This week is Work Zone Awareness Week. Maybe it’s not as big as Spring Break or Prom, but it is important! As the weather warms, we’ll see more work crews on the roads – repairing, expanding, repaving and many other construction projects. Construction is never a welcome sight, especially when lanes are blocked and you get stuck in traffic, but before you start honking your horn and tailgating the car in front of you, think about those people on the side of the road and the dangers you face in a work zone – sharp drop offs, large equipment, materials on the roadway, chemical and many others. In fact, 85 percent of the 667 work zone fatalities in 2009 were motorists or their passengers. Here are some ways to keep yourself, your passengers and the work crew safe as you pass through work zones:
- Drive at or below the posted speed limit. Work zones often have a slower speed posted and many states double traffic fines for not obeying them.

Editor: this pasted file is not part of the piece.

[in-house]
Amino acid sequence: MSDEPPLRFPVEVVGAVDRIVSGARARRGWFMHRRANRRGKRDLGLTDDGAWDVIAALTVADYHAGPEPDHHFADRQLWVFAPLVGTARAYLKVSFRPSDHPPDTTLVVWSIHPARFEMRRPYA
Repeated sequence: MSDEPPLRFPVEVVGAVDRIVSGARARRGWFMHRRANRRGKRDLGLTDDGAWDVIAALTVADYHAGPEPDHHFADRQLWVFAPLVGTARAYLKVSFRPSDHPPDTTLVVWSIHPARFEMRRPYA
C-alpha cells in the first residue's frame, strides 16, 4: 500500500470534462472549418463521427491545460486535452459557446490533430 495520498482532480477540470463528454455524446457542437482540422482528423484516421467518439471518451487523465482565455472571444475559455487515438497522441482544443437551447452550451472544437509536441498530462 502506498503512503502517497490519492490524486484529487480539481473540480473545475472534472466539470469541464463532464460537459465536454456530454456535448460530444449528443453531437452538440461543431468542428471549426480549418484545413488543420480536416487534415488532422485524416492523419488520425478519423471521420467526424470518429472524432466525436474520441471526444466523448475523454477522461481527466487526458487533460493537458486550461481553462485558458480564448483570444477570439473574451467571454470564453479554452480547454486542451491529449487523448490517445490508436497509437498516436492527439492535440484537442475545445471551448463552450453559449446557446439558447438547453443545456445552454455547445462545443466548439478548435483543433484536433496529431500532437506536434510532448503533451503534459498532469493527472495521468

- Give the road your full attention. Workers with a flag may be directing traffic and equipment or vehicles may be entering or exiting the main lanes.
- Pay close attention to merge signs and do not change lanes within a work zone. Merge well before you reach a lane closure. Lanes may change during construction and there may be detours, so don’t assume you know the route.
- Be patient! Many construction projects are posted days in advance, giving you time to plan a new route. If you know you need to pass through a work zone, give yourself extra time to avoid rushing.
- Always obey a flagger’s instructions. A flagger has the same authority as a regulatory sign, so you can receive a traffic violation for disobeying.
- The most common crash in a work zone is a rear-end collision, so keep a safe braking distance between you and the car in front of you.
- Most of all, give workers courtesy and respect. They are not there to inconvenience you and, just like you, want to return safely to their families at the end of the day.